Death of a Salesman, written in 1949 by American playwright Arthur Miller, illustrates the destructive compulsion of a man to attain a success far beyond his reach. This is accomplished through the portrayal of Willy Loman, the play's central character. Willy Loman is a pathetic character because he does not hold any possibility of victory. Unrealistic dreams which are the product of a refusal to honestly acknowledge his abilities deter any triumph that Willy may have the ability to achieve. Throughout the play Willy Loman surrounds himself with an obvious air of insecurity and confusion. His lack of confidence and uncertainty in what he wants are qualities which prevent him from achieving his dream. Willy shows this weakness while observing himself in a mirror. He focuses completely on what he deems as negative qualities in his personality and physical appearance. In talking with his brother he reveals his insecurity by mentioning that he "feels kind of temporar!
y" (pg. 51). Although Willy has chosen to pursue success as a salesman he demonstrates confusion by continually contradicting that choice. Barclay W. Bates (1983) clarifies this in saying that Willy resents the encroachments, such as the loss of fresh air and fertile land, increased population and, most significantly, the competition which have been spawned by the very business community he has opted to be a member of (Koon, pg. 61). It is impractical to assume that Willy Loman can be victorious in a career that he does not seem comfortable in or completely dedicated to. His attempts make him pathetic because they are at the expense of confidence that he may receive from another field of work. Willy Loman's false pride is another factor that contributes to his pursuit of a prosperity which is unobtainable to him as a salesman. This attribute is apparent in him when his mind journeys back to the day he turned down his brother's offer to battle for riches in the Alaskan timbe!
rlands. Willy's most enthusiastic moments in the play come in directing the rebuilding of the front stoop, teaching his sons to polish the car and in talking with Charley of the ceiling he put up in the living-room. These instances make it obvious that his true talents and joys lie in working with his hands. He is unable to go with his brother and put his skills to use because he has given his family the impression that he is greatly excelling in his career. He is unable to leave behind such great success as a salesman for uncertainty in the woods without admitting his true position and suffering the humiliation of his lies. Willy is ready to avoid that embarrassment at the cost of happiness so that his family's praise for him may continue to remain active. Willy's false sense of pride also compels him to repeatedly refuse accepting the job offered to him by Charley, his friend and neighbor. Although he needs the money, Willy finds himself incapable of working for someon!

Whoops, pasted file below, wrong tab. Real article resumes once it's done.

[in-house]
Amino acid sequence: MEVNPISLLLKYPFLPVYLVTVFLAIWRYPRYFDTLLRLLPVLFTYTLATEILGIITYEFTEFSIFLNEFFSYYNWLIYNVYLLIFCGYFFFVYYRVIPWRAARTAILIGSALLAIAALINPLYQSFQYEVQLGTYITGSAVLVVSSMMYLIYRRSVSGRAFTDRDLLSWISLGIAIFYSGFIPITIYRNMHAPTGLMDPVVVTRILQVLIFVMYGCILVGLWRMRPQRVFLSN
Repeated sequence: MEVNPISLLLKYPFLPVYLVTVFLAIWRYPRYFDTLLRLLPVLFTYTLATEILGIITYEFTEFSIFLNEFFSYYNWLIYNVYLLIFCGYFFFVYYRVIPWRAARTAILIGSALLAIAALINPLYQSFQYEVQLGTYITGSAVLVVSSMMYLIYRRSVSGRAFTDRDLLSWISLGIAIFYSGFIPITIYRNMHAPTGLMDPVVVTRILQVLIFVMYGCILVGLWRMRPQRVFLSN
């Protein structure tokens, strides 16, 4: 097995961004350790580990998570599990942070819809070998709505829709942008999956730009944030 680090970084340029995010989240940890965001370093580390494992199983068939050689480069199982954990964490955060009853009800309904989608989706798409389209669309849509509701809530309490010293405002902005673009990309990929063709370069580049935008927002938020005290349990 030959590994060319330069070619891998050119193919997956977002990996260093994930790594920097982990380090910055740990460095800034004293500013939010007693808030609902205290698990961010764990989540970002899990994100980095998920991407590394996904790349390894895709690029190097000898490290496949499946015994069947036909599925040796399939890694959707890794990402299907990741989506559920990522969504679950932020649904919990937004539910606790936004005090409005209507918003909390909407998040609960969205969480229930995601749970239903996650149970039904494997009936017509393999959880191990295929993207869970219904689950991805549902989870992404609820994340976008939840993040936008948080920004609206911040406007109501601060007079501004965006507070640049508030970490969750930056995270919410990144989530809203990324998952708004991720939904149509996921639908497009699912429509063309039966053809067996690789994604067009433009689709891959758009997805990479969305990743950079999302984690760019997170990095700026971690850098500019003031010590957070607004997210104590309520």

e who is the success he himself only pretends to be. It is also that same false pride which brings him to degrade himself by borrowing money from Charley so that he can keep his stature intact with his family. What Willy Loman views as pride is, in reality, his self-deprivation. By ignoring what he is best fitted to do Willy does not allow himself happiness or the opportunity for triumph. This makes him a pathetic character.V
Willy Loman cannot be victorious in achieving success because he does not have the aptitude to be a salesman or the capacity to be a good father. His jokes and much too talkative nature demonstrate his inability to do his job productively. His exaggerated claims of past profit and deals made with Howard's father are not able to get him a position in New York because he has long been insignificant to the Wagner Company. He was placed on commission like an inexperienced newcomer to the industry on account of interference in his job productivity: "You didn't crack up again, did you?" (pg. 79). Willy is unable to keep his business obligations. He displays this irresponsibility when he fails to make a sales trip to Boston and, as a result, he is fired. Since his own father was not